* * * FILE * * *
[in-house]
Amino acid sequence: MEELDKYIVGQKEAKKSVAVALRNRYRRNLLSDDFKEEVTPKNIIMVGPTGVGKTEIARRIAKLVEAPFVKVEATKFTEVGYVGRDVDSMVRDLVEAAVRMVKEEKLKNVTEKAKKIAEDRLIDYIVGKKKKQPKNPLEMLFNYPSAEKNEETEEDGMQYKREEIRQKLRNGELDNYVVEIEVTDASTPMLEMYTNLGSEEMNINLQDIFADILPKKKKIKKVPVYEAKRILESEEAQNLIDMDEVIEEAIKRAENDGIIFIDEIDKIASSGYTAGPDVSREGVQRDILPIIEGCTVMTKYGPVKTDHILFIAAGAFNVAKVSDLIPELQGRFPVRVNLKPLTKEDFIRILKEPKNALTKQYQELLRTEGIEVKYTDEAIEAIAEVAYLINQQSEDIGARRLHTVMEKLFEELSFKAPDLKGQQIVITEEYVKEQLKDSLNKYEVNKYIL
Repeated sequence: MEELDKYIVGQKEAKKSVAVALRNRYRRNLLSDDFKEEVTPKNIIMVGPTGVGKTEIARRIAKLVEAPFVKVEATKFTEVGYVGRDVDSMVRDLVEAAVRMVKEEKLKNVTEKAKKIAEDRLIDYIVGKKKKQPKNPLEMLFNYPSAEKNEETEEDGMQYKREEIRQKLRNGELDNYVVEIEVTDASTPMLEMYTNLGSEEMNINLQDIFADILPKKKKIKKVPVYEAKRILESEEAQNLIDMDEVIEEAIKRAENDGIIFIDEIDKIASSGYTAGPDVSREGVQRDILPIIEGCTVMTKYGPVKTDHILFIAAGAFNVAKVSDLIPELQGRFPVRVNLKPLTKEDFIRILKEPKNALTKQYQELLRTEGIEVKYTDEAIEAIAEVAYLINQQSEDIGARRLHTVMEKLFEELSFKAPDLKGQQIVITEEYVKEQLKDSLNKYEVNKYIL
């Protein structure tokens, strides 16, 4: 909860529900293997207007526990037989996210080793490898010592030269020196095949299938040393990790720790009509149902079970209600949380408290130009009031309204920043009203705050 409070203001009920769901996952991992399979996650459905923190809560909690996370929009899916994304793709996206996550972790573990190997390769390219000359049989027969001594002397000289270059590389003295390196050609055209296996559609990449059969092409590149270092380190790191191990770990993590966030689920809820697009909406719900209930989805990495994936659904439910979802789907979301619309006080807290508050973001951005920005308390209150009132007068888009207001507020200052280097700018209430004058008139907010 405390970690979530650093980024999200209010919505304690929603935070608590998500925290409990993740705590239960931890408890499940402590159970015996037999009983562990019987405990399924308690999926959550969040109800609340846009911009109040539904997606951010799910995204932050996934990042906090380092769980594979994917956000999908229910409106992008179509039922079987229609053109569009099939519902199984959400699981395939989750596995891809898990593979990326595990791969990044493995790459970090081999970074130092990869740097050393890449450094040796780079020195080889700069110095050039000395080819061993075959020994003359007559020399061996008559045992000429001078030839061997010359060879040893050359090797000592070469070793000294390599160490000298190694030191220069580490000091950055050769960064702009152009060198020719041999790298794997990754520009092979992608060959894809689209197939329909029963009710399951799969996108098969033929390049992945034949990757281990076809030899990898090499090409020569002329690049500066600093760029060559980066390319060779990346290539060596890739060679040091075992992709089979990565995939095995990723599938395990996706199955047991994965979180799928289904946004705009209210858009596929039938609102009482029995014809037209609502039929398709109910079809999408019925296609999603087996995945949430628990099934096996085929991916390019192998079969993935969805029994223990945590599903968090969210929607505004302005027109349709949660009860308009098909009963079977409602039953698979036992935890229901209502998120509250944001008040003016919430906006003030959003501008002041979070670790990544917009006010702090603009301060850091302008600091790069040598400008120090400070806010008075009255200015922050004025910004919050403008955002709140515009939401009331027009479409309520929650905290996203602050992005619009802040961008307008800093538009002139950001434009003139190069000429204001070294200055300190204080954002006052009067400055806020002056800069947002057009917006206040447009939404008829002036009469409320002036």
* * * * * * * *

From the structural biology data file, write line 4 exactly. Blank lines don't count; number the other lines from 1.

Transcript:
């Protein structure tokens, strides 16, 4: 909860529900293997207007526990037989996210080793490898010592030269020196095949299938040393990790720790009509149902079970209600949380408290130009009031309204920043009203705050 409070203001009920769901996952991992399979996650459905923190809560909690996370929009899916994304793709996206996550972790573990190997390769390219000359049989027969001594002397000289270059590389003295390196050609055209296996559609990449059969092409590149270092380190790191191990770990993590966030689920809820697009909406719900209930989805990495994936659904439910979802789907979301619309006080807290508050973001951005920005308390209150009132007068888009207001507020200052280097700018209430004058008139907010 405390970690979530650093980024999200209010919505304690929603935070608590998500925290409990993740705590239960931890408890499940402590159970015996037999009983562990019987405990399924308690999926959550969040109800609340846009911009109040539904997606951010799910995204932050996934990042906090380092769980594979994917956000999908229910409106992008179509039922079987229609053109569009099939519902199984959400699981395939989750596995891809898990593979990326595990791969990044493995790459970090081999970074130092990869740097050393890449450094040796780079020195080889700069110095050039000395080819061993075959020994003359007559020399061996008559045992000429001078030839061997010359060879040893050359090797000592070469070793000294390599160490000298190694030191220069580490000091950055050769960064702009152009060198020719041999790298794997990754520009092979992608060959894809689209197939329909029963009710399951799969996108098969033929390049992945034949990757281990076809030899990898090499090409020569002329690049500066600093760029060559980066390319060779990346290539060596890739060679040091075992992709089979990565995939095995990723599938395990996706199955047991994965979180799928289904946004705009209210858009596929039938609102009482029995014809037209609502039929398709109910079809999408019925296609999603087996995945949430628990099934096996085929991916390019192998079969993935969805029994223990945590599903968090969210929607505004302005027109349709949660009860308009098909009963079977409602039953698979036992935890229901209502998120509250944001008040003016919430906006003030959003501008002041979070670790990544917009006010702090603009301060850091302008600091790069040598400008120090400070806010008075009255200015922050004025910004919050403008955002709140515009939401009331027009479409309520929650905290996203602050992005619009802040961008307008800093538009002139950001434009003139190069000429204001070294200055300190204080954002006052009067400055806020002056800069947002057009917006206040447009939404008829002036009469409320002036």